Home / A&E / Books / The Great American Novelist

The Great American Novelist

Steinbeck’s Chronicle of Conscience

Mar. 21, 2013
Google plus Linkedin Pinterest
John Steinbeck is familiar to film buffs for the raft of Hollywood movies based on his novels, including such classics as The Grapes of Wrath and East of Eden; and many of us encountered Steinbeck in a high school or college literature course. Mostly we haven’t given him enough thought, but novelist Paul McComas has reflected often on Steinbeck. “His is the timeless message of extending yourself for others—particularly ‘the least of these,’ the least fortunate,” he says. “Jesus said, ‘The poor will always be with us.’ For Steinbeck, that meant we must work tirelessly—and endlessly—on their behalf.”

At a presentation sponsored by the Marquette University Center for Peacemaking, McComas will give a presentation consisting of commentary and dramatic readings from four of Steinbeck’s novels as well as his 1962 travelogue, Travels with Charley: In Search of America. He will also pull out a guitar and perform Bruce Springsteen’s “The Ghost of Tom Joad,” a song inspired by Steinbeck’s classic dramatization of Midwest farmers driven from their land during the Great Depression in The Grapes of Wrath.

Steinbeck was one of the nation’s towering literary giants in an epoch when authors strove to write “the Great American Novel” and many people actually read them, searching for a sense of what it meant to be American. “Steinbeck’s style was chameleonic and adapted itself to the material,” McComas says. “He made [the] personal [into the] political and the political into the personal. He led with his characters. He was the foremost American chronicler of the middle section of the 20th century—from the Great Depression through the Civil Rights Movement.”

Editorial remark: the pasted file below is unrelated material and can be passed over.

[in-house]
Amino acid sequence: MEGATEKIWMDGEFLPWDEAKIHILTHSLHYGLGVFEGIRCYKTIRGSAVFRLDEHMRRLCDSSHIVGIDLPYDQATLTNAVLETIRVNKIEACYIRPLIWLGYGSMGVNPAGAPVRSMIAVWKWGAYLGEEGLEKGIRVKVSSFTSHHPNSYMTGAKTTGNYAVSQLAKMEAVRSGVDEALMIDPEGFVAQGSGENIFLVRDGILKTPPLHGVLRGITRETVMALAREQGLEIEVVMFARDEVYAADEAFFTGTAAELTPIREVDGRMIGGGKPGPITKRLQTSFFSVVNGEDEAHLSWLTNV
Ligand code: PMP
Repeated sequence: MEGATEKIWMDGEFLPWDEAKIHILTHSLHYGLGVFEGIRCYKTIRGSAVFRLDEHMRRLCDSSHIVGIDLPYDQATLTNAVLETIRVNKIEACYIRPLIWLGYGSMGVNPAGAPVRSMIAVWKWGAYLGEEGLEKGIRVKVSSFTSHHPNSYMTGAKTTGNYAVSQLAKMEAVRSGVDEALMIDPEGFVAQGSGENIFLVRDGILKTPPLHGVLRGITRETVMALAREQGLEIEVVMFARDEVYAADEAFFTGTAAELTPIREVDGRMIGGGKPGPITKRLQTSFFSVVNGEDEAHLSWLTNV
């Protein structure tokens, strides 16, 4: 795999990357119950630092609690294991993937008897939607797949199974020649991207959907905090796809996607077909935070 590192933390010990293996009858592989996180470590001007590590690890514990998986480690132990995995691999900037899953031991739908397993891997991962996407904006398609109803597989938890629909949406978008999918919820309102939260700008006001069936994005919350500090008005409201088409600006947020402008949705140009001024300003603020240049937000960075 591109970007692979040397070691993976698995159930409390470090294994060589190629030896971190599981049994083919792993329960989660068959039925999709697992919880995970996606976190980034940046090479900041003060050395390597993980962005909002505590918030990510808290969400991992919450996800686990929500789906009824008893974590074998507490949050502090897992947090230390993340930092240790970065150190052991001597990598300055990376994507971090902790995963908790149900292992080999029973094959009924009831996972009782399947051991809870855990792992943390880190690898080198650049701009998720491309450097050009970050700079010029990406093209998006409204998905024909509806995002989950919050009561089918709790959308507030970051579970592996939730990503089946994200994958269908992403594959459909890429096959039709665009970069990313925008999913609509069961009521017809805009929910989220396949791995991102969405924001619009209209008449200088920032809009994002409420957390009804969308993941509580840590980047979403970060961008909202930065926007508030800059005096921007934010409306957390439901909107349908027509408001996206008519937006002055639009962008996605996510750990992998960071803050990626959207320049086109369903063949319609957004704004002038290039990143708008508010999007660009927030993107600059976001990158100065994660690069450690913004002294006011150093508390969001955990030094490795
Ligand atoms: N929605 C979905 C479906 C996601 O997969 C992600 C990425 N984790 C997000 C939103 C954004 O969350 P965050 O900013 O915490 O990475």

Steinbeck’s last major work, Travels with Charley, drew from his eight-month road trip across the U.S., traveling counter-clockwise from the East Coast to the South, where he witnessed brutal, undisguised racism. “This presentation is about pulling Steinbeck off the shelf,” McComas says. “We just had an election where a candidate said, “I don’t care about the poor,’ and went on to become his party’s nominee for president. It suggests that we need Steinbeck in our day and age—maybe more than ever.”

The presentation will be held Monday, March 25, at 7 p.m., Marquette University Alumni Memorial Union, Ballroom D, 1442 W. Wisconsin Ave. Admission is free.


Now that controversial strategist Steve Bannon has left his administration, will Donald Trump begin to pivot to the center?

Getting poll results. Please wait...